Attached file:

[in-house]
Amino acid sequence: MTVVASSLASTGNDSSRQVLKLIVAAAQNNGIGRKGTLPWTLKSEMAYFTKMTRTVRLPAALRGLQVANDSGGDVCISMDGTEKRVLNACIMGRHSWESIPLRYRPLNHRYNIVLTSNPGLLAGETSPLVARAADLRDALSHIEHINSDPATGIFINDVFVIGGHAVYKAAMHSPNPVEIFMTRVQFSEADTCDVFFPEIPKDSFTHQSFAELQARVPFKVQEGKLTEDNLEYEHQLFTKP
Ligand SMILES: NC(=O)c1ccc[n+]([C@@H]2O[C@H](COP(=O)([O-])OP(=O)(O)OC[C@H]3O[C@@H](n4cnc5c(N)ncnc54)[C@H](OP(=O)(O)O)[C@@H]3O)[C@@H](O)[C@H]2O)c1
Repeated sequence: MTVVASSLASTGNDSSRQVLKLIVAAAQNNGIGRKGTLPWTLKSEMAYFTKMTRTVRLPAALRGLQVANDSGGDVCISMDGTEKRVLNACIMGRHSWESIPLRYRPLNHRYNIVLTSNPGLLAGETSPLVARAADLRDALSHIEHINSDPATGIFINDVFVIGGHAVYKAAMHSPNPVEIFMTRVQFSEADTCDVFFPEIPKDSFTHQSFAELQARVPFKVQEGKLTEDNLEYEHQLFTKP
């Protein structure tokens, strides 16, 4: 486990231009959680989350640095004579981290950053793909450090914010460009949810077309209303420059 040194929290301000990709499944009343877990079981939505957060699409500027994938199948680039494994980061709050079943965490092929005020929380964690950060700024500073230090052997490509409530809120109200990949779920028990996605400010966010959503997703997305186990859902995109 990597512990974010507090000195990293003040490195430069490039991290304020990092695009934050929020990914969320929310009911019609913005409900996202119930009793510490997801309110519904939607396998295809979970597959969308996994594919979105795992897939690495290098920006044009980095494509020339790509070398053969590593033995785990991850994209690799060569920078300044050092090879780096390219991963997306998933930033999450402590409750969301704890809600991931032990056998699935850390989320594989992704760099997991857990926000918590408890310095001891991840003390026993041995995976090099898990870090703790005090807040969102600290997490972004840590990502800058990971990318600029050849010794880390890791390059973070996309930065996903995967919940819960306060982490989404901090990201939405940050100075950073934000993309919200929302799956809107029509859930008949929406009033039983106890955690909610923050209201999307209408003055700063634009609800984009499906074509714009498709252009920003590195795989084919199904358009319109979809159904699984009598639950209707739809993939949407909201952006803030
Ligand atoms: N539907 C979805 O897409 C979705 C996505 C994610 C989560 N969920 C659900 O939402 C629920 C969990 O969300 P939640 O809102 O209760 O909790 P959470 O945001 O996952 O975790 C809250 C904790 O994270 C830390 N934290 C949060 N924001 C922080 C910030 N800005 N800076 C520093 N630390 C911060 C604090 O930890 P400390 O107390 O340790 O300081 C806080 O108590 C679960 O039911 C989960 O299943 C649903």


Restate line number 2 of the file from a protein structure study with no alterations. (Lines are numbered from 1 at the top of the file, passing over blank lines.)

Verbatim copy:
Amino acid sequence: MTVVASSLASTGNDSSRQVLKLIVAAAQNNGIGRKGTLPWTLKSEMAYFTKMTRTVRLPAALRGLQVANDSGGDVCISMDGTEKRVLNACIMGRHSWESIPLRYRPLNHRYNIVLTSNPGLLAGETSPLVARAADLRDALSHIEHINSDPATGIFINDVFVIGGHAVYKAAMHSPNPVEIFMTRVQFSEADTCDVFFPEIPKDSFTHQSFAELQARVPFKVQEGKLTEDNLEYEHQLFTKP